With the UK professional service sector under severe pressure (Accountancy Firms making redundancies, shock horror) the Insolvency Practitioner finds himself in difficult territory; squeeze on fee income, increasing overheads and cases hard to come by, indeed corporate insolvencies are down 50% year on year in some areas.
Efficiencies are therefore sought after and technology is providing solutions, if only the insolvency industry was not so technophobic. In my 20 odd years in and around the profession I have witnessed at first-hand how misunderstanding and fear of loss of control have stifled areas of the insolvency process where technology could and is providing enormous returns.
Some truly scary examples include an IP who on being presented with a computer generated receipts and payments statement promptly gave this to his secretary to re-type, moved a couple of figures and then said when questioned “I never trust anything produced by a computer”!
Another IP has notes of phone calls dictated and then typed, hole punched and placed in the permanent file.
If only the industry could see that properly configured and controlled technology could revolutionise a practice and those same IP’s would see instant returns with throughput, error reduction and staff satisfaction all improving.
One of the major administrative tasks involves a tonne of paper work being sent to insolvent company creditors. Why waste time, the planet’s resources and the huge postage cost when the internet can be used to store, present and even allow data to be exchanged (just think, a creditor could lodge their own claim or vote at a meeting).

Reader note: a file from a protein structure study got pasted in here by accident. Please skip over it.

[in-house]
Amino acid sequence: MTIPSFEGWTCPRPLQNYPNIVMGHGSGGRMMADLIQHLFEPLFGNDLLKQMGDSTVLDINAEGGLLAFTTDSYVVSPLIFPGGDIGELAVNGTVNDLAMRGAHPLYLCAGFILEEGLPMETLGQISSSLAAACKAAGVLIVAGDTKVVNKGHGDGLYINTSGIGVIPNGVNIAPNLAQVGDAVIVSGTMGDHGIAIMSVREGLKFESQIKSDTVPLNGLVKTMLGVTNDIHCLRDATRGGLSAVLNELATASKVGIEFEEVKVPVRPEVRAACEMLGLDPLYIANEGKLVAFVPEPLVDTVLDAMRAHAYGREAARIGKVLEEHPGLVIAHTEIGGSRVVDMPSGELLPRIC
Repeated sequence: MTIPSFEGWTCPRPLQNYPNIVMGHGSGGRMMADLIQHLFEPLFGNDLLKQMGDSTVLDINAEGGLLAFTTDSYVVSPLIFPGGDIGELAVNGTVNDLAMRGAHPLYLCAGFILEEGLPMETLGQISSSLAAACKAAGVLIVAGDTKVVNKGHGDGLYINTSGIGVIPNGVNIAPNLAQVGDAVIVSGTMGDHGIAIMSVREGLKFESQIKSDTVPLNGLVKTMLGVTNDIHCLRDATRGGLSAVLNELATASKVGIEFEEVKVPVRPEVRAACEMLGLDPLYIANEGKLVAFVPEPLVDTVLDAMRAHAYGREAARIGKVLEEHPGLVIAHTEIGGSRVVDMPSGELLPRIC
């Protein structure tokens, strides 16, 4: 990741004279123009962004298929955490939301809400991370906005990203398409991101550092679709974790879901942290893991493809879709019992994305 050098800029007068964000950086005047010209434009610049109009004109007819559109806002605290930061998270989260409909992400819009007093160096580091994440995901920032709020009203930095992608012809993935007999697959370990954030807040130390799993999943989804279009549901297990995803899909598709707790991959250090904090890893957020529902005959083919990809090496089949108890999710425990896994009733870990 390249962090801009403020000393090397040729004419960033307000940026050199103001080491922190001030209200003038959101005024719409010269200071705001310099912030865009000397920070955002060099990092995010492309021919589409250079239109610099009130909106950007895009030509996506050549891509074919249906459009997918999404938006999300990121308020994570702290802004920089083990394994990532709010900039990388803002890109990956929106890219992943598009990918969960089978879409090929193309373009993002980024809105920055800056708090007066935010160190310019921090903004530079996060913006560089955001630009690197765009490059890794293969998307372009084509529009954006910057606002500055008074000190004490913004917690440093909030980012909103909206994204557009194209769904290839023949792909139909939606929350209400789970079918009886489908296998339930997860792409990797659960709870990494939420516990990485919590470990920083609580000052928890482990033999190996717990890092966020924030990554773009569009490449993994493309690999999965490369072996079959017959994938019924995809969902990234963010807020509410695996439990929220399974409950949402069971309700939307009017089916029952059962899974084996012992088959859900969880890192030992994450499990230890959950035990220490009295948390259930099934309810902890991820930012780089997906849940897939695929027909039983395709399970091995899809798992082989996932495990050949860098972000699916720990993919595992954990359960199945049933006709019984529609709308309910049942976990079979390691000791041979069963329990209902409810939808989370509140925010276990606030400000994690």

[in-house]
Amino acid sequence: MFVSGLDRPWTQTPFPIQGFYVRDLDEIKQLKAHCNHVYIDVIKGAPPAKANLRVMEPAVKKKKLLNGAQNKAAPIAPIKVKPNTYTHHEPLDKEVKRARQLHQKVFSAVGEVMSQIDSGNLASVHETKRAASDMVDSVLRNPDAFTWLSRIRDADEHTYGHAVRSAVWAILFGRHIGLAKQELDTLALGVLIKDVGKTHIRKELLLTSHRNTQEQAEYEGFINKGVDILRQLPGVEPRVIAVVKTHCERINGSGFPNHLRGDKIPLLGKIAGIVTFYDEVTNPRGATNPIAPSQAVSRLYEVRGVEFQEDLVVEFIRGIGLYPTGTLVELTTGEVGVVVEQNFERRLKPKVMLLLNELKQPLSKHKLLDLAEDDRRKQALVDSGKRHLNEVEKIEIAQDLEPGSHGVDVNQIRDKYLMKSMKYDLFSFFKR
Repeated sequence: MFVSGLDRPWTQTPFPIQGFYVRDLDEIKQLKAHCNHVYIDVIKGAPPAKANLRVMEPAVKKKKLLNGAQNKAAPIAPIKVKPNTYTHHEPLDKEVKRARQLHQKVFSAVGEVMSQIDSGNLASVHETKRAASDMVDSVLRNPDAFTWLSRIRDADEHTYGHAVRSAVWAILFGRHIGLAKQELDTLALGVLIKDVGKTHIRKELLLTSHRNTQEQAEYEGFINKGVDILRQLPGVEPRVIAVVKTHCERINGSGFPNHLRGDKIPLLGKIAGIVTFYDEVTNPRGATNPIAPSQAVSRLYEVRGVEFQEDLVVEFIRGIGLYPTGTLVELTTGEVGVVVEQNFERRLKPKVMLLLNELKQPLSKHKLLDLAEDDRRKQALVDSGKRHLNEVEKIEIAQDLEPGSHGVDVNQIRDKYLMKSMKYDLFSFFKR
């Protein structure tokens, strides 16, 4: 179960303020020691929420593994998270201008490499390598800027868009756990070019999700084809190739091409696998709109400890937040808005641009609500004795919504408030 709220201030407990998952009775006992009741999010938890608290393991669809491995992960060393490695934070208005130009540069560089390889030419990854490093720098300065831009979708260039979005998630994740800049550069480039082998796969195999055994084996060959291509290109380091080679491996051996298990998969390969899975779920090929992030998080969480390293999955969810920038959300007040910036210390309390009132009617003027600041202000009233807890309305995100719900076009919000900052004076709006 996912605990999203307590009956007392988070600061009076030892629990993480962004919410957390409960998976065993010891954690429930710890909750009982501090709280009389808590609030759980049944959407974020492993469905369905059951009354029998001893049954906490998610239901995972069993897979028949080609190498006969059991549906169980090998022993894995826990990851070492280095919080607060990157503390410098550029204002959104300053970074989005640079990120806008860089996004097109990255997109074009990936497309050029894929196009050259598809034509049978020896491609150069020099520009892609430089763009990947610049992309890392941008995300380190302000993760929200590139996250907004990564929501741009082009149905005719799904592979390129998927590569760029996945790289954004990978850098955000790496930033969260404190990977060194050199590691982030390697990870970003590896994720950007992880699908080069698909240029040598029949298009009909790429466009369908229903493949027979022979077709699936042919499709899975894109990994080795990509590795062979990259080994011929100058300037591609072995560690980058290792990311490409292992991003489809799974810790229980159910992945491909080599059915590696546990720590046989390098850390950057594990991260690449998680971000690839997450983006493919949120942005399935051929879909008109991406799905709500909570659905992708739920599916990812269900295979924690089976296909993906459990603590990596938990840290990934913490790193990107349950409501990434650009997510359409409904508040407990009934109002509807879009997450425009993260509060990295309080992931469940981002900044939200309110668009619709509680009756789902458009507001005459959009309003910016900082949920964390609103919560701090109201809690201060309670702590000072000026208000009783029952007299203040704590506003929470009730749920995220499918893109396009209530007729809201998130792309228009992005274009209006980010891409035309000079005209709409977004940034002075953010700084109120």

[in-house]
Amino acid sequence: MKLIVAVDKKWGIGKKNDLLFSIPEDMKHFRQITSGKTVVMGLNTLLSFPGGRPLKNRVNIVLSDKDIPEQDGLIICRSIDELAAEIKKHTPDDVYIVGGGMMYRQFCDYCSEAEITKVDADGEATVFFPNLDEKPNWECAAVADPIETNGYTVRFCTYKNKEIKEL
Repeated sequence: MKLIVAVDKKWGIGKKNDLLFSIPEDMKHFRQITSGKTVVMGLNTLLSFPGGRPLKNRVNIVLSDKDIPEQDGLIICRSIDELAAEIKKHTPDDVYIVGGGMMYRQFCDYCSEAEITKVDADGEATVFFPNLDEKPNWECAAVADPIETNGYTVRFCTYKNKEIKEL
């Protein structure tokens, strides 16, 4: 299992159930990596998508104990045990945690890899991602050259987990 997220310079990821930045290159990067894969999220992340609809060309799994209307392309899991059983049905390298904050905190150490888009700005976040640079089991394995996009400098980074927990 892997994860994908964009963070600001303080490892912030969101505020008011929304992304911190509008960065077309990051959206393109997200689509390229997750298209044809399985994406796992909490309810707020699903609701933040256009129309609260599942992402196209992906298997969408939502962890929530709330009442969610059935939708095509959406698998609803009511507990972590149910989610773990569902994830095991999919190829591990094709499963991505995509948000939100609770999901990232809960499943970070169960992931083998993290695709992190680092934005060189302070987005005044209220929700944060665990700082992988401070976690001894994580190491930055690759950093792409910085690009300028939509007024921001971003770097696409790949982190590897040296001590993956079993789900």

How many pieces of paper does an average IP firm see in a day? Each will need sorting delivering acting on and then filing. Document storage is now a reality and this is an area that some IP’s have taken on board. Scan your incoming mail, add to this outgoing documents and emails and the system will mean that we can end up with a “less paper” office (paperless is never a reality).
The internet has other uses in the process as well, notices and statutory adverts which have to be regularly filed can now be automatically generated, checked for errors and presented for publication with the various Gazettes and local or national newspapers.
It is hard to drag some firms into this brave new world and the area where most resistance is often met is in the area of finance. You may find it astounding but most firms (even some very large ones) still hand write cheques for making payment. At the basic end of automation, cheque printers are available that will produce cheques with a pre-worded and addressed letter; it is even possible to have signatures printed on the cheque.
Advances in security and banking systems mean that electronic banking is now a reality for most of us, the insolvency profession is yet to follow suit. Payments made at the click of a button and statements read electronically for automated bank reconciliation are just some of the benefits that could accrue.
As with a lot of industries there is very much a “wait and see” attitude in the insolvency market, once one firm is seen to be doing something different then others will follow. Who will be the first?
One excuse often given is that IP’s and senior staff are often not in the office and so cannot use “the system”. Advances in communications and devices able to access systems remotely, whether it is a smart phone, tablet, laptop or desktop mean that anywhere anytime access is now a reality.
If as an industry we are to prosper then new technologies cannot be ignored forever, remember the first word processors, fax machines and emails. We all survived that and indeed are better off because of them.